And secondly, we will make a record of today available. It’ll be up on our website, cfr.org. We’ll have the audio and video packages of the whole thing. We’ll do a written summary of it. And then what we’ll also do is try to make it available to people who can’t be with us today. We will essentially get it out there to not simply participants, but to others who we believe could benefit from it, not simply in New York but as part of a much larger project we have here at the council to state and local officials and individuals with responsibilities around the country. Foreign policy is increasingly now the province of those who are not traditionally part of the foreign policy debate, and we are doing our best to bring them in.
So with that, Brian, over to you. And again, thank you all for coming here today. And let me in advance thank the other panelists who we’re going to be hearing from this morning for their efforts.
That last sound reminds me—of those of you who do have cell phones on, beepers, indeed, any such things—BlackBerries—if you could turn them off, that would be great or at least put them on vibrate. We do make exceptions for pacemakers, but not a lot more. (Laughter.) So if you could take care of that. I assume people have forgotten council protocol over the summer.
And one last thing, this is really our first event of the school year, so to our members in particular, let me say I hope you all had a good summer, and welcome back and get ready for what turns out to be our busiest month of the year here at the council.
With that, Brian, over to you.
BRIAN ROSS: Thank you very much.
We are—(applause)—we are allowing liquids and gels for this meeting. (Laughs, laughter.)
Welcome to the opening session of today’s Council on Foreign Relations symposium. Our session will deal with the terrorist threat in New York. I want to remind everybody here that this meeting is on the record, and participants around the nation and the world are viewing the meeting on a live webcast, which is available on the council’s website, cfr.org.
My name is Brian Ross. I’m a correspondent with ABC News. And today the distinguished panelists—Richard Betts, adjunct senior fellow for National Security Studies, the Council on Foreign Relations, professor of political science and director of the Institute of War and Peace Studies at Columbia University; R.P. Eddy, senior fellow for Counterterrorism, executive director of the Center for Policing Terrorism, The Manhattan Institute; and Steve Simon, senior fellow for Middle East Studies, the Council on Foreign Relations.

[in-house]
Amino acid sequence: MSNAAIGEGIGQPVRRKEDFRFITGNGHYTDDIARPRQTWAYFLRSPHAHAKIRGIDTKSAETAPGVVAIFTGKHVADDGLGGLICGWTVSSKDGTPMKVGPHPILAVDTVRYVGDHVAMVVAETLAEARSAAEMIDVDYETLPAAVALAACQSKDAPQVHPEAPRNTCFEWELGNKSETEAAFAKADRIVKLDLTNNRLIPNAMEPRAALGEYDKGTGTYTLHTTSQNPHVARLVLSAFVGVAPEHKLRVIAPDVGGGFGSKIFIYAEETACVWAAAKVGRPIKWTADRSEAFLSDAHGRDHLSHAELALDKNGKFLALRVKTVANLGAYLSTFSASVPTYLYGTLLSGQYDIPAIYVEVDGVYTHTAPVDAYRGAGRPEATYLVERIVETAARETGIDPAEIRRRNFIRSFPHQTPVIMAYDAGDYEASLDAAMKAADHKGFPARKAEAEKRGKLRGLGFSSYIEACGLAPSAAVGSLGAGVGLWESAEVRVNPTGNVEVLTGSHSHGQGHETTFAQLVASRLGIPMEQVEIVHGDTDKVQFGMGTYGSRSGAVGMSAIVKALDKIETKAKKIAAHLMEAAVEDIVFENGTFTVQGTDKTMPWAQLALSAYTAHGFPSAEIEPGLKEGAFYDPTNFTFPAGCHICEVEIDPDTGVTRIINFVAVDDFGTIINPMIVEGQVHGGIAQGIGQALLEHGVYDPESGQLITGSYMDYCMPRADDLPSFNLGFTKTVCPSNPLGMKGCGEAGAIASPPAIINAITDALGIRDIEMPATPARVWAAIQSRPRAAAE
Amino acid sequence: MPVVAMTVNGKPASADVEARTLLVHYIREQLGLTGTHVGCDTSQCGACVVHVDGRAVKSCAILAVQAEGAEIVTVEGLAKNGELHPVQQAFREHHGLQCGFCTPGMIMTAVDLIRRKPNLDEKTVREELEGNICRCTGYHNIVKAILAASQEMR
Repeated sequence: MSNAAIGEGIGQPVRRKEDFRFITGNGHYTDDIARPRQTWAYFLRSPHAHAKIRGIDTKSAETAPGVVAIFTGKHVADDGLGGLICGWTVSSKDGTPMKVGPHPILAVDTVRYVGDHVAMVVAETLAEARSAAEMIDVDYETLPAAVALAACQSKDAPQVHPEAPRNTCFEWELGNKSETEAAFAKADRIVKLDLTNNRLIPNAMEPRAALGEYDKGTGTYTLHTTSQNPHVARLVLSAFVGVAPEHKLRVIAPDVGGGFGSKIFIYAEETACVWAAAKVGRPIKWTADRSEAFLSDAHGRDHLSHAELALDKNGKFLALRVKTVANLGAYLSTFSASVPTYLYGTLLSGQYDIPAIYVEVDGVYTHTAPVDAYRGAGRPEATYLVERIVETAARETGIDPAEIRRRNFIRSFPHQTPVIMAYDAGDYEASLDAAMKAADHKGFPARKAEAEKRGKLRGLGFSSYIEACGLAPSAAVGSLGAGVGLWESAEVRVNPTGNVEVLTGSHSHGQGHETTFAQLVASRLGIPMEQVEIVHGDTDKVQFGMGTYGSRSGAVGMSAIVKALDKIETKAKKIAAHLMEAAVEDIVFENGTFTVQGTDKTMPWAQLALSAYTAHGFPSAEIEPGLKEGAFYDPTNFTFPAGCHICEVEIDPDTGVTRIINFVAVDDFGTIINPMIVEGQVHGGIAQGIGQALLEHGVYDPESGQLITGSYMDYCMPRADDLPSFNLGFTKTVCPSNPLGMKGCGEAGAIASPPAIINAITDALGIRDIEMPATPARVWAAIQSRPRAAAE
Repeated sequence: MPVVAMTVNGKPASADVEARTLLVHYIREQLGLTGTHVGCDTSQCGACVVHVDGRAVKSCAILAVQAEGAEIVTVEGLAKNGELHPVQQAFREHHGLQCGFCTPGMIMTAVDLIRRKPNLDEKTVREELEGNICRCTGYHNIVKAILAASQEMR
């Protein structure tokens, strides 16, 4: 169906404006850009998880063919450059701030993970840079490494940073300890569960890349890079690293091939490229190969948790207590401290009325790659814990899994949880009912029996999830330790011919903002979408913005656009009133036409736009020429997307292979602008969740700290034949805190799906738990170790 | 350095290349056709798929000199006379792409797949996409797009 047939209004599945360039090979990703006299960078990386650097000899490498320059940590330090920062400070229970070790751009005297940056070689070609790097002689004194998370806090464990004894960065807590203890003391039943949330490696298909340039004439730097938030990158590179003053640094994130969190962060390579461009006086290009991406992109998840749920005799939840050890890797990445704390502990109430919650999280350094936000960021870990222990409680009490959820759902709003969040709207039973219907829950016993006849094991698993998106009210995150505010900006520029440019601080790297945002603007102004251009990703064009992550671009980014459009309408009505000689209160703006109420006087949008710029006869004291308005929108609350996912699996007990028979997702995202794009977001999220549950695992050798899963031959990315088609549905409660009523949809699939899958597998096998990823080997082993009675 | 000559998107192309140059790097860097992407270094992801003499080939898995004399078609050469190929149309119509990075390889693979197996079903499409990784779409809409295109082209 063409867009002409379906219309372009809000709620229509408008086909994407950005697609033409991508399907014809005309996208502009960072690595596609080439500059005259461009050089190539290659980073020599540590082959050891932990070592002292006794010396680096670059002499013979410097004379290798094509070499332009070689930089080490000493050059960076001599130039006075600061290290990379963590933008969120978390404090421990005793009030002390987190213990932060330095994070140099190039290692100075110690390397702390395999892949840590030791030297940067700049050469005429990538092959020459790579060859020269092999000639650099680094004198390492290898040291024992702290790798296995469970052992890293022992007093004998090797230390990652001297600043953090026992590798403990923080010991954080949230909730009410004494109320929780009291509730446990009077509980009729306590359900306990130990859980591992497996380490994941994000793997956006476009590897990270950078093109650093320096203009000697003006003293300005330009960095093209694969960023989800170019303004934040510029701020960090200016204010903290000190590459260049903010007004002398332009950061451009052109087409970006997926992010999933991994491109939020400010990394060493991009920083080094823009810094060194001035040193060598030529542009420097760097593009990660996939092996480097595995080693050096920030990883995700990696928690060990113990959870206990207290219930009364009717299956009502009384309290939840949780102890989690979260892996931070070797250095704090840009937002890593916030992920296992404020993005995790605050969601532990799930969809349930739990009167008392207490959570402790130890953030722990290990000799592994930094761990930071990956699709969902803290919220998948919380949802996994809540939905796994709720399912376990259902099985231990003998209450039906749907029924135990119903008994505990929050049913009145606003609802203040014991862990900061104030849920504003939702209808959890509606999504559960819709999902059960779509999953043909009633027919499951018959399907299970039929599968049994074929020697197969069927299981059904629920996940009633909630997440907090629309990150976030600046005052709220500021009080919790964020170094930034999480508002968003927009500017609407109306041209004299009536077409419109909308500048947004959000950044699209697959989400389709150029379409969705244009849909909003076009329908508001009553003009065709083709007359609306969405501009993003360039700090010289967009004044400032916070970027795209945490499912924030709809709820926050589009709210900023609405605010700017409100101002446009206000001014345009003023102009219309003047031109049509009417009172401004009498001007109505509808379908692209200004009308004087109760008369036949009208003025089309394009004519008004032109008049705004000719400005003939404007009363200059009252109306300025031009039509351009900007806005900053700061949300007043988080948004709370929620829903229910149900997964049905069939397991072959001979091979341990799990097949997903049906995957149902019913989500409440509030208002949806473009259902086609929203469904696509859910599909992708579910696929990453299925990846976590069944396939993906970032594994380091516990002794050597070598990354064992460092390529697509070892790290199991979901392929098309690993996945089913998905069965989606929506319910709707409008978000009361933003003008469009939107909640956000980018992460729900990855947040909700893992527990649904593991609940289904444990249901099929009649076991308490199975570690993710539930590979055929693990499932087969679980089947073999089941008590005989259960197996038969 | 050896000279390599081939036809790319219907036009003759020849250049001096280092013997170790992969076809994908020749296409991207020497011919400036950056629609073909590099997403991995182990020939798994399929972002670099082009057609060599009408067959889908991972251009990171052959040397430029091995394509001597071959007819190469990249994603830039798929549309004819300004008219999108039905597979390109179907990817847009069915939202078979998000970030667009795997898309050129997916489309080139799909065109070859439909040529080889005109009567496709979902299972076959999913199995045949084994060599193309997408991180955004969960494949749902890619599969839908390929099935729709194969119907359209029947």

New York is hardly the only target of al Qaeda and other terror groups, but again and again in my reporting, it seems to be a prime target. We are the big bull’s-eye. We are the one that they seem to want most. And let me start by asking you, Professor Betts, why New York? Are we still a target? We’ve been hit once. Are they moving on somewhere else?
RICHARD BETTS: Well, the odds are that the answer is yes. New York, Washington, maybe a little further down the line, Los Angeles, and there are a few places that seem to be symbolically significant as symbols of American power and culture and all. So I don’t think there’s any reason to assume that it’s any lower on the list of targets that terrorists would seem to get a big bang out of. So I don’t think there’s been any change in that.
The change has been that it’s a lot harder for them to get at New York, and how much so, I guess, is what we’re here to try to figure out.
MR. ROSS: Mr. Simon, from the point of view of a terrorist in Afghanistan, Pakistan, somewhere, why New York? What is the target? What’s the message they want to send by hitting New York?
STEVEN SIMON: You know, there’s an old line about bank robbing. I think Willie Sullivan (sic/Sutton) was the bank robber. He made a great career out of this. And he was asked in—as he was looking back at the glow of his achievements why he turned to robbing banks, and he said, “Well, that’s where the money was.” And cities are where the adversary is for these people. And more than that, the cities are the—the cities are the replacement for the caves of Afghanistan. And this transition from caves to condos suites them very well.
So large cities in the United States, particularly like New York, would be ideal locations for these people, I would think. It’s the equivalent of “That’s where the money is.”
MR. ROSS: Mr. Eddy, any place in New York’s a good target or does it have to be city bank headquarters, the subway?
R.P EDDY: Well, one point that we—you’d probably want to differentiate before we get too far along in this discussion is, who’s the “they,” who are we talking about?